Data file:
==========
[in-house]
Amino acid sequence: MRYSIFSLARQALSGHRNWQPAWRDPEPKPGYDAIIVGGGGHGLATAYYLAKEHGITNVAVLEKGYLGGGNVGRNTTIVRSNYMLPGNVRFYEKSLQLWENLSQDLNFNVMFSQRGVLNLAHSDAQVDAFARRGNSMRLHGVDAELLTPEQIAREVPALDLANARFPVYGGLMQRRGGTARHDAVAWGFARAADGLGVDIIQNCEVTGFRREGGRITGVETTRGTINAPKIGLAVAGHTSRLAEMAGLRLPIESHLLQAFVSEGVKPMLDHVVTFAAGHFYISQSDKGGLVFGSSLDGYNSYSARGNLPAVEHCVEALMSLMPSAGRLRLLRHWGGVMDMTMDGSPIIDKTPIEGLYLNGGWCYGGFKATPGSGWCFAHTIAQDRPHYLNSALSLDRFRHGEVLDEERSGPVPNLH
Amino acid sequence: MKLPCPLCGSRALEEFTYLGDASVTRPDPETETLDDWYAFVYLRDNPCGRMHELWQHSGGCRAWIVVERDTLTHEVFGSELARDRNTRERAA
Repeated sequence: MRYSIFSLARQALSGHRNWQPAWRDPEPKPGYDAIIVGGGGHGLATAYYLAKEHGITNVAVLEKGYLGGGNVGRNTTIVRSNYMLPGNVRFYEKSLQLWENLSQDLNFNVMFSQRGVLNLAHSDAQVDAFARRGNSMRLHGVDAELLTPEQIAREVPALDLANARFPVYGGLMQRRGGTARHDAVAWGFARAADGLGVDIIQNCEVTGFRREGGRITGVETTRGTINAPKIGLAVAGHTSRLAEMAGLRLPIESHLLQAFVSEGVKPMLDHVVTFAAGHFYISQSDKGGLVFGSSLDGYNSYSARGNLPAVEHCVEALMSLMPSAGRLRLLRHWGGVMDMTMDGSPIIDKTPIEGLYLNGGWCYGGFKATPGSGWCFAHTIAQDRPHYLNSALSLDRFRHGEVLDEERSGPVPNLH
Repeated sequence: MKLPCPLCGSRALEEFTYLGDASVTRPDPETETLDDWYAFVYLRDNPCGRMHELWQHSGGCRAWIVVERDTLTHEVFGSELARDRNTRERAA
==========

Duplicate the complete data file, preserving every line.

[in-house]
Amino acid sequence: MRYSIFSLARQALSGHRNWQPAWRDPEPKPGYDAIIVGGGGHGLATAYYLAKEHGITNVAVLEKGYLGGGNVGRNTTIVRSNYMLPGNVRFYEKSLQLWENLSQDLNFNVMFSQRGVLNLAHSDAQVDAFARRGNSMRLHGVDAELLTPEQIAREVPALDLANARFPVYGGLMQRRGGTARHDAVAWGFARAADGLGVDIIQNCEVTGFRREGGRITGVETTRGTINAPKIGLAVAGHTSRLAEMAGLRLPIESHLLQAFVSEGVKPMLDHVVTFAAGHFYISQSDKGGLVFGSSLDGYNSYSARGNLPAVEHCVEALMSLMPSAGRLRLLRHWGGVMDMTMDGSPIIDKTPIEGLYLNGGWCYGGFKATPGSGWCFAHTIAQDRPHYLNSALSLDRFRHGEVLDEERSGPVPNLH
Amino acid sequence: MKLPCPLCGSRALEEFTYLGDASVTRPDPETETLDDWYAFVYLRDNPCGRMHELWQHSGGCRAWIVVERDTLTHEVFGSELARDRNTRERAA
Repeated sequence: MRYSIFSLARQALSGHRNWQPAWRDPEPKPGYDAIIVGGGGHGLATAYYLAKEHGITNVAVLEKGYLGGGNVGRNTTIVRSNYMLPGNVRFYEKSLQLWENLSQDLNFNVMFSQRGVLNLAHSDAQVDAFARRGNSMRLHGVDAELLTPEQIAREVPALDLANARFPVYGGLMQRRGGTARHDAVAWGFARAADGLGVDIIQNCEVTGFRREGGRITGVETTRGTINAPKIGLAVAGHTSRLAEMAGLRLPIESHLLQAFVSEGVKPMLDHVVTFAAGHFYISQSDKGGLVFGSSLDGYNSYSARGNLPAVEHCVEALMSLMPSAGRLRLLRHWGGVMDMTMDGSPIIDKTPIEGLYLNGGWCYGGFKATPGSGWCFAHTIAQDRPHYLNSALSLDRFRHGEVLDEERSGPVPNLH
Repeated sequence: MKLPCPLCGSRALEEFTYLGDASVTRPDPETETLDDWYAFVYLRDNPCGRMHELWQHSGGCRAWIVVERDTLTHEVFGSELARDRNTRERAA